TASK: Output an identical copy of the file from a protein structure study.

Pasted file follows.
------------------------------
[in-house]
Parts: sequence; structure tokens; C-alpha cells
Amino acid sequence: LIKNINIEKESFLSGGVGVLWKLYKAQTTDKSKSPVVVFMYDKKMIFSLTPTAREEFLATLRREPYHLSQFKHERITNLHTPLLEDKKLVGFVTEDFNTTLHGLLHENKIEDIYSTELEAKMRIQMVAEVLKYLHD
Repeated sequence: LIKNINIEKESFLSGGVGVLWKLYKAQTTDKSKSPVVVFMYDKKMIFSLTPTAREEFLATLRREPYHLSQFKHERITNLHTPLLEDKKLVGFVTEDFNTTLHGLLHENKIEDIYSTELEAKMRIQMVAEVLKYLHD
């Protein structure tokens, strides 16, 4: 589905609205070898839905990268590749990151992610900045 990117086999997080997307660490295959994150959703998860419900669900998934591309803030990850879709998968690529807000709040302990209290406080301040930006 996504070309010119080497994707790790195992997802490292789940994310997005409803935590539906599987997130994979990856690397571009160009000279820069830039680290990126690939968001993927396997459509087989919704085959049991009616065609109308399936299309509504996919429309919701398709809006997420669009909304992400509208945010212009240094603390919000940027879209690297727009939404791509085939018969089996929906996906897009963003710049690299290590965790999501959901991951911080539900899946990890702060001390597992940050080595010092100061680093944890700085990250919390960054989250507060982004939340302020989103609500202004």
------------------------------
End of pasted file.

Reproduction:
[in-house]
Parts: sequence; structure tokens; C-alpha cells
Amino acid sequence: LIKNINIEKESFLSGGVGVLWKLYKAQTTDKSKSPVVVFMYDKKMIFSLTPTAREEFLATLRREPYHLSQFKHERITNLHTPLLEDKKLVGFVTEDFNTTLHGLLHENKIEDIYSTELEAKMRIQMVAEVLKYLHD
Repeated sequence: LIKNINIEKESFLSGGVGVLWKLYKAQTTDKSKSPVVVFMYDKKMIFSLTPTAREEFLATLRREPYHLSQFKHERITNLHTPLLEDKKLVGFVTEDFNTTLHGLLHENKIEDIYSTELEAKMRIQMVAEVLKYLHD
């Protein structure tokens, strides 16, 4: 589905609205070898839905990268590749990151992610900045 990117086999997080997307660490295959994150959703998860419900669900998934591309803030990850879709998968690529807000709040302990209290406080301040930006 996504070309010119080497994707790790195992997802490292789940994310997005409803935590539906599987997130994979990856690397571009160009000279820069830039680290990126690939968001993927396997459509087989919704085959049991009616065609109308399936299309509504996919429309919701398709809006997420669009909304992400509208945010212009240094603390919000940027879209690297727009939404791509085939018969089996929906996906897009963003710049690299290590965790999501959901991951911080539900899946990890702060001390597992940050080595010092100061680093944890700085990250919390960054989250507060982004939340302020989103609500202004």